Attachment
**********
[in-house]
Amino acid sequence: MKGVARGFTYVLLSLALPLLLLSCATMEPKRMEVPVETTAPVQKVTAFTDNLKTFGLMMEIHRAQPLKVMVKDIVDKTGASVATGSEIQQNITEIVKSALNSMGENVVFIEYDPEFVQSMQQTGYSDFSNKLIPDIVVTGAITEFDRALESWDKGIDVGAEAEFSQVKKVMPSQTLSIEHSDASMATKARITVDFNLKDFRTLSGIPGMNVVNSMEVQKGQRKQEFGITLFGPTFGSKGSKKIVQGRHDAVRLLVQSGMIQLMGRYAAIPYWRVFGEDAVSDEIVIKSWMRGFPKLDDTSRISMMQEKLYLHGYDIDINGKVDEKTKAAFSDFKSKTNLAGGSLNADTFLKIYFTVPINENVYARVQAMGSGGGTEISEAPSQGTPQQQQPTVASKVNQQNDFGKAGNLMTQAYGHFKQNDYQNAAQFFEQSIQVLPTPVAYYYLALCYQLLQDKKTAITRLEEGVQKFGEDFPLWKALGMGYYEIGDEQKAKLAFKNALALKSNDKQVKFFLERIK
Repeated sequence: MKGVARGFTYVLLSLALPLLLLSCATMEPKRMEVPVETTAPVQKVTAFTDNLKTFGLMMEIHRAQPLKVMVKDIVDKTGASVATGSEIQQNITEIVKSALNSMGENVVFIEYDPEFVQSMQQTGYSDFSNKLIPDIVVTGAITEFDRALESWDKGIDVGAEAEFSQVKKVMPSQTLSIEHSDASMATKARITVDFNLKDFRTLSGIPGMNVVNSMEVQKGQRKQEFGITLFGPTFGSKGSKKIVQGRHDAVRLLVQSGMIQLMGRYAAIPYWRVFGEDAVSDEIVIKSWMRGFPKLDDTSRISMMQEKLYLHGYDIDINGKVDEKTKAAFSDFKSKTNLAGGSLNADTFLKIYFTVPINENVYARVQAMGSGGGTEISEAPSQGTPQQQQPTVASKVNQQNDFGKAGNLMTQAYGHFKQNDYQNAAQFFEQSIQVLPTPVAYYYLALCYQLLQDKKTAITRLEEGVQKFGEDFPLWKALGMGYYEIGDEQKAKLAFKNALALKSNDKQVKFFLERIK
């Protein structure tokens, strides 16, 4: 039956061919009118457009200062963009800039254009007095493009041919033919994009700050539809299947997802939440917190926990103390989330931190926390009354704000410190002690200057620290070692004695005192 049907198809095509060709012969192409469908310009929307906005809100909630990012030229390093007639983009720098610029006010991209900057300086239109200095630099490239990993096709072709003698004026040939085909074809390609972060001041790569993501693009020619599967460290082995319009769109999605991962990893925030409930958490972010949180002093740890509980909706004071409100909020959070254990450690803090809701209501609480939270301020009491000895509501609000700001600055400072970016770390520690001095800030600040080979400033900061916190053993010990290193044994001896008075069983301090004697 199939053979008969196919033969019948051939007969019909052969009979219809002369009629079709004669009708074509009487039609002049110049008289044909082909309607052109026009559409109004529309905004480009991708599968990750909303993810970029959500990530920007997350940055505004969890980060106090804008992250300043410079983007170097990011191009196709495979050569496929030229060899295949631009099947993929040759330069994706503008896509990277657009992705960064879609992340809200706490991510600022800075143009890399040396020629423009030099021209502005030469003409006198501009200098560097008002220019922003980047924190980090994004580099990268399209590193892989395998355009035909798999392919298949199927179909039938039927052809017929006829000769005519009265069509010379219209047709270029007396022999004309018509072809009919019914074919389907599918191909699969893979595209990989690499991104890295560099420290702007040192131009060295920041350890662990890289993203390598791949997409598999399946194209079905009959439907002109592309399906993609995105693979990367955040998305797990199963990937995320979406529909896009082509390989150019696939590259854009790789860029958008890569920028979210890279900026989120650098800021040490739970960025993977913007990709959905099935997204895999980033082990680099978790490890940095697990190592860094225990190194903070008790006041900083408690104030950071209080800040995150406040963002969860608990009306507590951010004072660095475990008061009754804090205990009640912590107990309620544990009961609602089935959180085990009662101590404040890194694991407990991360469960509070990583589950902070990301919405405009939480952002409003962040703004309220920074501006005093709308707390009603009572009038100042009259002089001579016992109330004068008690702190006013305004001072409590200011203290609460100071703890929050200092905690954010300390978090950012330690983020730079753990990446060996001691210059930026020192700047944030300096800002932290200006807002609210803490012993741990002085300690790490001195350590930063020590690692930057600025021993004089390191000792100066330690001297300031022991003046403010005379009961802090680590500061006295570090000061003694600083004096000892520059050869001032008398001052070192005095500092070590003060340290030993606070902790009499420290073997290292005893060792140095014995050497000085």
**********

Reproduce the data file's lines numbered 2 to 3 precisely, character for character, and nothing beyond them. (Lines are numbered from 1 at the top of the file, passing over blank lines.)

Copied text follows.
Amino acid sequence: MKGVARGFTYVLLSLALPLLLLSCATMEPKRMEVPVETTAPVQKVTAFTDNLKTFGLMMEIHRAQPLKVMVKDIVDKTGASVATGSEIQQNITEIVKSALNSMGENVVFIEYDPEFVQSMQQTGYSDFSNKLIPDIVVTGAITEFDRALESWDKGIDVGAEAEFSQVKKVMPSQTLSIEHSDASMATKARITVDFNLKDFRTLSGIPGMNVVNSMEVQKGQRKQEFGITLFGPTFGSKGSKKIVQGRHDAVRLLVQSGMIQLMGRYAAIPYWRVFGEDAVSDEIVIKSWMRGFPKLDDTSRISMMQEKLYLHGYDIDINGKVDEKTKAAFSDFKSKTNLAGGSLNADTFLKIYFTVPINENVYARVQAMGSGGGTEISEAPSQGTPQQQQPTVASKVNQQNDFGKAGNLMTQAYGHFKQNDYQNAAQFFEQSIQVLPTPVAYYYLALCYQLLQDKKTAITRLEEGVQKFGEDFPLWKALGMGYYEIGDEQKAKLAFKNALALKSNDKQVKFFLERIK
Repeated sequence: MKGVARGFTYVLLSLALPLLLLSCATMEPKRMEVPVETTAPVQKVTAFTDNLKTFGLMMEIHRAQPLKVMVKDIVDKTGASVATGSEIQQNITEIVKSALNSMGENVVFIEYDPEFVQSMQQTGYSDFSNKLIPDIVVTGAITEFDRALESWDKGIDVGAEAEFSQVKKVMPSQTLSIEHSDASMATKARITVDFNLKDFRTLSGIPGMNVVNSMEVQKGQRKQEFGITLFGPTFGSKGSKKIVQGRHDAVRLLVQSGMIQLMGRYAAIPYWRVFGEDAVSDEIVIKSWMRGFPKLDDTSRISMMQEKLYLHGYDIDINGKVDEKTKAAFSDFKSKTNLAGGSLNADTFLKIYFTVPINENVYARVQAMGSGGGTEISEAPSQGTPQQQQPTVASKVNQQNDFGKAGNLMTQAYGHFKQNDYQNAAQFFEQSIQVLPTPVAYYYLALCYQLLQDKKTAITRLEEGVQKFGEDFPLWKALGMGYYEIGDEQKAKLAFKNALALKSNDKQVKFFLERIK